Terry: Yeah, I saw it, and Ilike, for instance, at AWE, there was this company and the CEO wasbasically barefoot for the whole show — not kidding — because hewas doing a demo of their iPhone try-on and for some reason theyneeded to not have shoes. [laughs] And so you take your phone and yousee your sneakers. You can select the colors and everything. And Imust say, it’s a really compelling experience, because when you’rebuying shoes online, you never really know — especially the designs,the colors or whatever — seeing it on you like this, it’s much morethan gimmick; it’s really useful.

Alan: Yeah. No. You’reabsolutely right, and I think Google just rolled out this virtualtry-ons right in the Google Lens and everybody’s starting to work onit, which is pretty interesting. There’s a whole bunch. There’smakeup, watches, shoes, glasses, hats, beards — see what a beardlooks like on you.

Terry: I was talking to also —it’s funny; the same week of AWE, I was talking to a partner, and shewas getting engaged, and I told her about the try-ons. And so she wassuper excited about the jewellery try-ons. And she’s obviously awoman. And she was like, “oh, my God, you can try and you cansee on your iPhone. And, wow, I need your address. Send me youraddress like right now.” Once again, it all comes down to thecase study. She doesn’t care it’s AR or VR; she gets what she getsout of it.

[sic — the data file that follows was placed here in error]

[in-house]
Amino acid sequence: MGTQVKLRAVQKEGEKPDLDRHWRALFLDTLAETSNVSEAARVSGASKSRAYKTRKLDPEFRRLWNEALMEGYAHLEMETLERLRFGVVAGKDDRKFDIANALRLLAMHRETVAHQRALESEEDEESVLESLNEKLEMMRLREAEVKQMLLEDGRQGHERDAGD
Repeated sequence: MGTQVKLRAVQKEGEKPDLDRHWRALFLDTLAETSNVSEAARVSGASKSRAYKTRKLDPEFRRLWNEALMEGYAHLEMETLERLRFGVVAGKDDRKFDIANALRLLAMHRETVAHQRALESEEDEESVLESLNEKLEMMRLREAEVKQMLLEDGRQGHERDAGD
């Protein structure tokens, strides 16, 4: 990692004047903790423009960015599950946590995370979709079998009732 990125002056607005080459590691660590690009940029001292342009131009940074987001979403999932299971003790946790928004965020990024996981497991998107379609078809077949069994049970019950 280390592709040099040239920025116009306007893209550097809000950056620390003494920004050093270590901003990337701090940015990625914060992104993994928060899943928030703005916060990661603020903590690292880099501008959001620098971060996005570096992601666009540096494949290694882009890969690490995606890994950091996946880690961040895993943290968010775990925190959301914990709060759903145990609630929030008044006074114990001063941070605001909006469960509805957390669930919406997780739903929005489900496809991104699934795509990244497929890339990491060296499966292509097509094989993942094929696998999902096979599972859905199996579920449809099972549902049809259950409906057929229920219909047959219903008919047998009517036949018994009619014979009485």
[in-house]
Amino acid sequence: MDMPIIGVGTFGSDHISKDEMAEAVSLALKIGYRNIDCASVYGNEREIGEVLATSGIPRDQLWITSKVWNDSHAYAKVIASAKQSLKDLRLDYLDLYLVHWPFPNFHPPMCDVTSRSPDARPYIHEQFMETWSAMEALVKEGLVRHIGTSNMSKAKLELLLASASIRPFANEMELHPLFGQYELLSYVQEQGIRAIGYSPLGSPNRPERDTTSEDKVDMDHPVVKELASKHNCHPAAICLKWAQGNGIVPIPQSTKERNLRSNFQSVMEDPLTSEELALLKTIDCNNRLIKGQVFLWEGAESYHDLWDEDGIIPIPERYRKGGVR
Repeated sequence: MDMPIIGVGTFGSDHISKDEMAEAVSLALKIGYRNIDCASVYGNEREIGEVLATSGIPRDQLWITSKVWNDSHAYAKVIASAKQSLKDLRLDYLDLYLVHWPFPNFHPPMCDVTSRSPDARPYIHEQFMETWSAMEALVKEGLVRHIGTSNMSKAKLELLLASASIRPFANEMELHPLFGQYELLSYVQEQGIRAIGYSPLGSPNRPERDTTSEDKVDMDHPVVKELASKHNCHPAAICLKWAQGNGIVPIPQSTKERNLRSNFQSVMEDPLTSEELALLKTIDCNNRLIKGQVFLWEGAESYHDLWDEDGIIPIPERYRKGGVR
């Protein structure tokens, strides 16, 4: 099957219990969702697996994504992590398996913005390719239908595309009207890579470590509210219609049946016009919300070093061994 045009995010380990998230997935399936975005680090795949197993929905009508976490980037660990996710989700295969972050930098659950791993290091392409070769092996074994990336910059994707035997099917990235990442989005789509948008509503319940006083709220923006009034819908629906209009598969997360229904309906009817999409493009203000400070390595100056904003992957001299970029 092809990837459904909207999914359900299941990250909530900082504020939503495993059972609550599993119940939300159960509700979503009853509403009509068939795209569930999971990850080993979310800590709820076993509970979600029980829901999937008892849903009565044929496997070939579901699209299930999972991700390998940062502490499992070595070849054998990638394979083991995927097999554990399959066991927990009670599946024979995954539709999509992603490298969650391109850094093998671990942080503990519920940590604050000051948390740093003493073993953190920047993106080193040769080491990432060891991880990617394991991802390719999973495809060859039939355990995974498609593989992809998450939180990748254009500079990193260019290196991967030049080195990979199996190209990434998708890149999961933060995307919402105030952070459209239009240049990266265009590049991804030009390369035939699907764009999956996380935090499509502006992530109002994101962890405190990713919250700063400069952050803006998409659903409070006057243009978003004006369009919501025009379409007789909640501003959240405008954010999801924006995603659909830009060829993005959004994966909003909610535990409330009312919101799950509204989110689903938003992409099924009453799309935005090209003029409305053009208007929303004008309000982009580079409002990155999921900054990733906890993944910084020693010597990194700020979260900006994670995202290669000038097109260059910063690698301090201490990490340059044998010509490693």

Alan: Exactly. And it’sinteresting you pointed it out, because Snapchat uses AR all the timeand for everything, for face filters and real world filters and stufflike this. But nowhere do they mention the words “augmentedreality.”

Terry: Yeah. But, you know, Ithink it’s one of those things… I really liked an analogy of theworld of AR and VR right now. And it was like, you know what? I thinkwe’re kind of the Web, circa 2003 or something, when people werebuilding websites. And back in 2003, when you were asking someone,it’s like, “what are you doing?” “Well, I’m doing a dotcom.” “What is your website? What is it doing?” “We don’tcare so much. I have a website; it’s amazing!”

Alan: “What do you mean? Ido AR!”